Project Brillo is slowly becoming more than a just a project.
If there’s one thing the disconnected reject pile of internet-connected toothbrushes and refrigerators we begrudgingly refer to as the Internet of Things is in need of, it’s direction. Some kind of grand, unifying force that will make using all of these potentially interesting products actually useful when bound together as a single household of objects. Google’s Project Brillo, which we first heard about during their most recent developer conference, seems to have all the bits in place to offer that guidance. All we need now is some hardware partners willing to jump into bed with Google and support both Brillo and the Weave networking protocol that will help pull it all together.
Fortunately, this is CES and that’s exactly what we have now.
BlackBerry continues to expand sales of its recently launched Priv smartphone. The Android-based device is now available on the local ShopBlackBerry sites in Italy, Spain and the Netherlands, for the price of €779.
There’s something quietly brilliant about HTC’s name not being more prominent on the new fitness suite.
Something definitely stood out about the Under Armour HealthBox. Sure, it was the size and scope of the thing — a large, connected UA Scale, the UA Band for fitness tracking or the UA Heart Rate dedicated heart-rate sensor. Sure, it was the price — $400. That’s not an insignificant sum. It’s not even the color or design — if you had any doubt that this is an HTC-produced product, the stark (and nearly blood) red box might have tipped you off.
No, despite all those conspicuous items, what really stands out about the UA HealthBox — “Designed and manufactured by HTC and powered by UA Record” — is restraint.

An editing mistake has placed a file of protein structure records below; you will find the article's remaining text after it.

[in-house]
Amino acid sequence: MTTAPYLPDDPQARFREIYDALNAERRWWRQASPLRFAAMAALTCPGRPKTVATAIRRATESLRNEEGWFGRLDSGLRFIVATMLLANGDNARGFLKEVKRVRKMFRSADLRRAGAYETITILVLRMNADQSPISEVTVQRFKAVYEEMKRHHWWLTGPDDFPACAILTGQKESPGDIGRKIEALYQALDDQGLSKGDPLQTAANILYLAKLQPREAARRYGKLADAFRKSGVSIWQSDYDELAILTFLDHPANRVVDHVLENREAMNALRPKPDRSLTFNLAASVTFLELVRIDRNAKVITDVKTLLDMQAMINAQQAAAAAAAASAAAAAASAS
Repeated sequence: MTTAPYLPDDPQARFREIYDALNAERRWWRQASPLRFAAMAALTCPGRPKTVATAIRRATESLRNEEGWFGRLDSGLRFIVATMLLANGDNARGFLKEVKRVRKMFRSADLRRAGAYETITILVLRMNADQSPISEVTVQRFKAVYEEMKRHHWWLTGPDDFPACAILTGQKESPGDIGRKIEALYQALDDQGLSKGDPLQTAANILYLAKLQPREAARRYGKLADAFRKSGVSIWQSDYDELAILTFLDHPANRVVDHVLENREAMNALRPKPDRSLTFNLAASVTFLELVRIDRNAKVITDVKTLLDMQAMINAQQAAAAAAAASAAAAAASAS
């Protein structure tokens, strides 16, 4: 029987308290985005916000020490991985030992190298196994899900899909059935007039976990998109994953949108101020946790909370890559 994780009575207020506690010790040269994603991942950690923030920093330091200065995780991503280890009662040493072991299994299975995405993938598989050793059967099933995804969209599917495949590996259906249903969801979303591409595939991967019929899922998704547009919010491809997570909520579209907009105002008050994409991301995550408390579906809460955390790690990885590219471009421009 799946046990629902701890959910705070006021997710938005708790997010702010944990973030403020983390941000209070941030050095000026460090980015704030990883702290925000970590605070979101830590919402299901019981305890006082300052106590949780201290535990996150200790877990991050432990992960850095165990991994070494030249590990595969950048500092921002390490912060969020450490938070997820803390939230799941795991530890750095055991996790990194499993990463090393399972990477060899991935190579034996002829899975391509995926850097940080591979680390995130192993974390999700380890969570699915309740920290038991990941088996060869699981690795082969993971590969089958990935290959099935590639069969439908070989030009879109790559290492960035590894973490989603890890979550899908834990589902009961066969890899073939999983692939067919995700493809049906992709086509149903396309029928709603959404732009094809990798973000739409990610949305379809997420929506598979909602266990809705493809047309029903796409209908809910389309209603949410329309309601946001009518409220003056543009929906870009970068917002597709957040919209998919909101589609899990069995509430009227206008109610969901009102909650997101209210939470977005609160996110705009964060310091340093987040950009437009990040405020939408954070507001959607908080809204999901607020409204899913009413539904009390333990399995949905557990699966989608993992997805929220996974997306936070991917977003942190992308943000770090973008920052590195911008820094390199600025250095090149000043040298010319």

Portability is a weird problem for a lot of Google Cardboard kits. They’re small and light enough to toss into a bag, but the versions made of actual cardboard are a little on the fragile side and most don’t collapse down all that thin. Speck, the folks behind those brightly colored CandyShell cases so many people love, have decided what Cardboard users need is a collapsible plastic version of Google Cardboard that can fit in your pocket alongside your CandyShell-wrapped phone.
It’s called Pocket VR, and if you’re using a Galaxy S6 and want a case on your phone there’s a good chance this could be the Cardboard rig for you.
Pocket VR is essentially three pieces of plastic and an elastic band, designed to either hold your phone or collapse down into something pocketable. When you want to use Pocket VR, you unfold the plastic sides and wedge your phone in between the plastic sides. Opening Pocket VR exposes the lenses, and the elastic band ensures your phone doesn’t slide out.
Like other foldable Cardboard viewer designs, Pocket VR is missing the button mechanism you use to interact with the screen and there’s not top or bottom to the design. This means Pocket VR is strictly a viewer and not really for any of the VR games that have come out so far, and won’t work quite as well outdoors as the more traditional Cardboard setups.
LeTV, the internet conglomerate and technology company from China, marked its arrival in the Indian market by announcing the Le 3D Helmet VR headset, along with a couple of other lifestyle technology products in the country.